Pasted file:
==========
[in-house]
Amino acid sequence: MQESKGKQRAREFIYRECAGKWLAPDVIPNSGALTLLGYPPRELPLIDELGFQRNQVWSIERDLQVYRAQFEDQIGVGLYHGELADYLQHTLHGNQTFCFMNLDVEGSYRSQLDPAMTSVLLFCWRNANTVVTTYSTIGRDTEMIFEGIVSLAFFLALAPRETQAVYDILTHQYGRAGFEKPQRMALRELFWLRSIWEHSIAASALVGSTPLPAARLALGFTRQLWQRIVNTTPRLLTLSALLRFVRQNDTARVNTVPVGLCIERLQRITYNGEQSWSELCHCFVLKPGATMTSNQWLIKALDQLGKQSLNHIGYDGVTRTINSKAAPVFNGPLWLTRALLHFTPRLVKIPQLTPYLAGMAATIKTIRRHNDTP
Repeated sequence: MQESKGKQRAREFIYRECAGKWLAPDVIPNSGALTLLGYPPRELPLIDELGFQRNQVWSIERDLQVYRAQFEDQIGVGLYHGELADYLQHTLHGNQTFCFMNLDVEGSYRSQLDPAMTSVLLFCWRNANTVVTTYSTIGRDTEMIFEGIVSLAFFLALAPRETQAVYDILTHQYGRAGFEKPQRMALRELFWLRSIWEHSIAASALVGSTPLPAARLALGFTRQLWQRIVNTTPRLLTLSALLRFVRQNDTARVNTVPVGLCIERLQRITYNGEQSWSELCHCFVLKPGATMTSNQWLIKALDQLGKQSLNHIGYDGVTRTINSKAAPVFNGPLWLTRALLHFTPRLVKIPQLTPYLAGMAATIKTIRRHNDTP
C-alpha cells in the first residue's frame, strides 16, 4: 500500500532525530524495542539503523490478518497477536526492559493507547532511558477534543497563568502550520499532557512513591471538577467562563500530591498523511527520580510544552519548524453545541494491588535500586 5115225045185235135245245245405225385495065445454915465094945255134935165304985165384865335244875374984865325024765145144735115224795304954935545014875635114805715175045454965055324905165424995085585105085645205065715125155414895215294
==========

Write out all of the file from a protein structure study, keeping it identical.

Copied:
[in-house]
Amino acid sequence: MQESKGKQRAREFIYRECAGKWLAPDVIPNSGALTLLGYPPRELPLIDELGFQRNQVWSIERDLQVYRAQFEDQIGVGLYHGELADYLQHTLHGNQTFCFMNLDVEGSYRSQLDPAMTSVLLFCWRNANTVVTTYSTIGRDTEMIFEGIVSLAFFLALAPRETQAVYDILTHQYGRAGFEKPQRMALRELFWLRSIWEHSIAASALVGSTPLPAARLALGFTRQLWQRIVNTTPRLLTLSALLRFVRQNDTARVNTVPVGLCIERLQRITYNGEQSWSELCHCFVLKPGATMTSNQWLIKALDQLGKQSLNHIGYDGVTRTINSKAAPVFNGPLWLTRALLHFTPRLVKIPQLTPYLAGMAATIKTIRRHNDTP
Repeated sequence: MQESKGKQRAREFIYRECAGKWLAPDVIPNSGALTLLGYPPRELPLIDELGFQRNQVWSIERDLQVYRAQFEDQIGVGLYHGELADYLQHTLHGNQTFCFMNLDVEGSYRSQLDPAMTSVLLFCWRNANTVVTTYSTIGRDTEMIFEGIVSLAFFLALAPRETQAVYDILTHQYGRAGFEKPQRMALRELFWLRSIWEHSIAASALVGSTPLPAARLALGFTRQLWQRIVNTTPRLLTLSALLRFVRQNDTARVNTVPVGLCIERLQRITYNGEQSWSELCHCFVLKPGATMTSNQWLIKALDQLGKQSLNHIGYDGVTRTINSKAAPVFNGPLWLTRALLHFTPRLVKIPQLTPYLAGMAATIKTIRRHNDTP
C-alpha cells in the first residue's frame, strides 16, 4: 500500500532525530524495542539503523490478518497477536526492559493507547532511558477534543497563568502550520499532557512513591471538577467562563500530591498523511527520580510544552519548524453545541494491588535500586 5115225045185235135245245245405225385495065445454915465094945255134935165304985165384865335244875374984865325024765145144735115224795304954935545014875635114805715175045454965055324905165424995085585105085645205065715125155414895215294